Having hit the headlines last September, the Whitechapel fatberg was one of the largest ever found in London, weighing a colossal 130 tonnes, the equivalent of 11 double decker buses and stretching over 250 metres – six metres longer than Tower Bridge.
The congealed mass of fat, oil, grease, wet wipes (93 per cent) and sanitary products is a product of our times and the museum hopes the Fatberg! display will highlight the pressures fat and modern rubbish are putting on London’s historic infrastructures and is a comment on our increasingly disposable society.
And as Thames Water flushers in white protective suits used their high-powered jet hoses, picks, shovels and vacuum pipes to break the fatberg up, the Museum of London was quick to make enquiries into acquiring its own sample.
Successful in its mission the museum has for the past two months been finding ways to manage it ready for display. As a volatile and hazardous substance staff working on the samples had to wear full body protective suits and masks and disposable gloves and apply disinfectant. Sharon Robinson-Calver, head of conservation and collection care, and her team puzzled over the best method to conserve it ended up drying the museum’s samples at different rates with the one that was dried slowly being the one on show as the other, which was dried quickly, broke into bits.
The conservation team had to proceed with extreme caution while working on the samples and health and safety was a key factor. Risks included the sample possibly containing Weil’s disease from sewer rats or needles, which meant it had to be x-rayed. And to reaffirm the hideous nature of the fatberg, half way through the tests one of the samples hatched flies. Curators have likened its smell of the fatberg to a damp basement but now that it is encapsulated in a specially sealed case visitors will be spared the stink. The other sample that broke up while drying is now being examined by scientists at Cranfield University to classify its structure.
“The Whitechapel fatberg will be one of the most fascinating and disgusting objects we have ever had on display,” said Vyki Sparkes, Curator of Social and Working History at the Museum of London. “Everything about fatberg is challenging, especially collecting and curating it, but as the Museum of London we cannot shy away from engaging with the challenges this city faces. Our thanks go to Thames Water for working with us and sharing our vision of highlighting these issues.”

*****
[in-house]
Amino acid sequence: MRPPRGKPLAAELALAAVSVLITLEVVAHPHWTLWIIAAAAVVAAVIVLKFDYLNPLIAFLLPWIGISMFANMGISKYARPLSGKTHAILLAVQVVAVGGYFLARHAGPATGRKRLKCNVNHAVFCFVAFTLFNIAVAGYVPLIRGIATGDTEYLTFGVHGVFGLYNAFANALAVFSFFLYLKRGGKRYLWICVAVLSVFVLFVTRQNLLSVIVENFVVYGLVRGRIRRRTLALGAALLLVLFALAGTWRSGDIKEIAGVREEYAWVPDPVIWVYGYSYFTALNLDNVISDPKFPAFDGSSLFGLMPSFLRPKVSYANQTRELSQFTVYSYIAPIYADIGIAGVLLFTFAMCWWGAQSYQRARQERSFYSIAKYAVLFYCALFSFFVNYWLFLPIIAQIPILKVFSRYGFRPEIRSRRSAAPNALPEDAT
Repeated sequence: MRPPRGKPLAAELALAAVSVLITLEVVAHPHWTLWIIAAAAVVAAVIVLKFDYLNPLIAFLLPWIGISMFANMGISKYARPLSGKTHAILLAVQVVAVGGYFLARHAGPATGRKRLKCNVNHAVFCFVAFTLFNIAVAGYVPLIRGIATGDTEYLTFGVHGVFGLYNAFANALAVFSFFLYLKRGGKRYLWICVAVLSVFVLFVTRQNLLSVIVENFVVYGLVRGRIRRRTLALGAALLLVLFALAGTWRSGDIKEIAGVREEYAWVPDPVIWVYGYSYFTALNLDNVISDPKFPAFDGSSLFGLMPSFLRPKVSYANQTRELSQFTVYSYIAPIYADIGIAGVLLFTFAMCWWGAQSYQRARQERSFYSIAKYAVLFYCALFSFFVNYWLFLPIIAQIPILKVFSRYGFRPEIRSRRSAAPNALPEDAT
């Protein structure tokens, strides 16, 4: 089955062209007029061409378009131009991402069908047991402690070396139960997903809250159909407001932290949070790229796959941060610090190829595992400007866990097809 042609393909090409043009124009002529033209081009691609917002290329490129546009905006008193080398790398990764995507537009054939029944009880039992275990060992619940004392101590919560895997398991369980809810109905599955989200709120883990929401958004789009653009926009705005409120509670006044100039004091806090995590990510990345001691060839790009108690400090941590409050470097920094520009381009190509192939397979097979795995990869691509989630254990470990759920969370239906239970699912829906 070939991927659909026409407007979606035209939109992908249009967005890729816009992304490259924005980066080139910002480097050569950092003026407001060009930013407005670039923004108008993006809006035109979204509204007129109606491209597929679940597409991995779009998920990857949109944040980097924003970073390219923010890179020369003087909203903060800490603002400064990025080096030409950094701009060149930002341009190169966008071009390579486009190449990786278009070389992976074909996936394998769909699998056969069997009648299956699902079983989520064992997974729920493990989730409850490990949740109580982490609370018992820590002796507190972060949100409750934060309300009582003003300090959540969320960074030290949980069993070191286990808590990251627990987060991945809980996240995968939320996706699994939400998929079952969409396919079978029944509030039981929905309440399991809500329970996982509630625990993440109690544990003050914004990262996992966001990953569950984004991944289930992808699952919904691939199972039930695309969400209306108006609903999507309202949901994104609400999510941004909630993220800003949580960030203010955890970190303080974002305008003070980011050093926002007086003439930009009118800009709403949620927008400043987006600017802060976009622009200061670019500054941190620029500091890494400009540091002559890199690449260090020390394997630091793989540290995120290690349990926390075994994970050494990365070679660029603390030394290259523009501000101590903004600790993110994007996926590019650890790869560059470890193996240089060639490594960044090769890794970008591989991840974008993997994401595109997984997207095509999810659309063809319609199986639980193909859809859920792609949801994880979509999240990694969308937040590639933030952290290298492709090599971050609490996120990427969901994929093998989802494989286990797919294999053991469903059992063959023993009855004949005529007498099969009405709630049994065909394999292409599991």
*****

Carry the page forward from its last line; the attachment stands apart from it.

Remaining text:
The Museum of London’s year long season City Now City Future discusses similar issues around modern day living. By the year 2050, more than 70 per cent of the world’s population will be living in urban environments. This rapid increase in population places even more pressure on infrastructures. Coined in London, the vivid term ‘fatberg’ is now used by cities throughout the world to draw attention to a common menace.
Seeking to solve this problem, Thames Water has now converted most of the Whitechapel fatberg into biodiesel, turning a nauseating waste problem into a cleaner-burning, greenhouse gas reducing fuel which will benefit the environment.
“It has been a remarkable process working on conserving a section of the fatberg. Obtaining the sample has required a huge amount of ground-breaking work by the museum and we have learned a huge amount,” said Robinson-Calver. “We have worked diligently with industry experts and carried out research and scientific analysis to enable us to be able to display this unusual piece of London’s history.”
As well as being able to view the fatberg, visitors can discover the processes behind the extensive work that occurs in order to clear a fatberg, with a hazmat suit and equipment from Thames Water sewer workers on show. Samples of the biodiesel created from fatbergs will also be on display, highlighting how a nauseating waste problem can be turned into a cleaner-burning, greenhouse gas reducing fuel which will benefit the environment.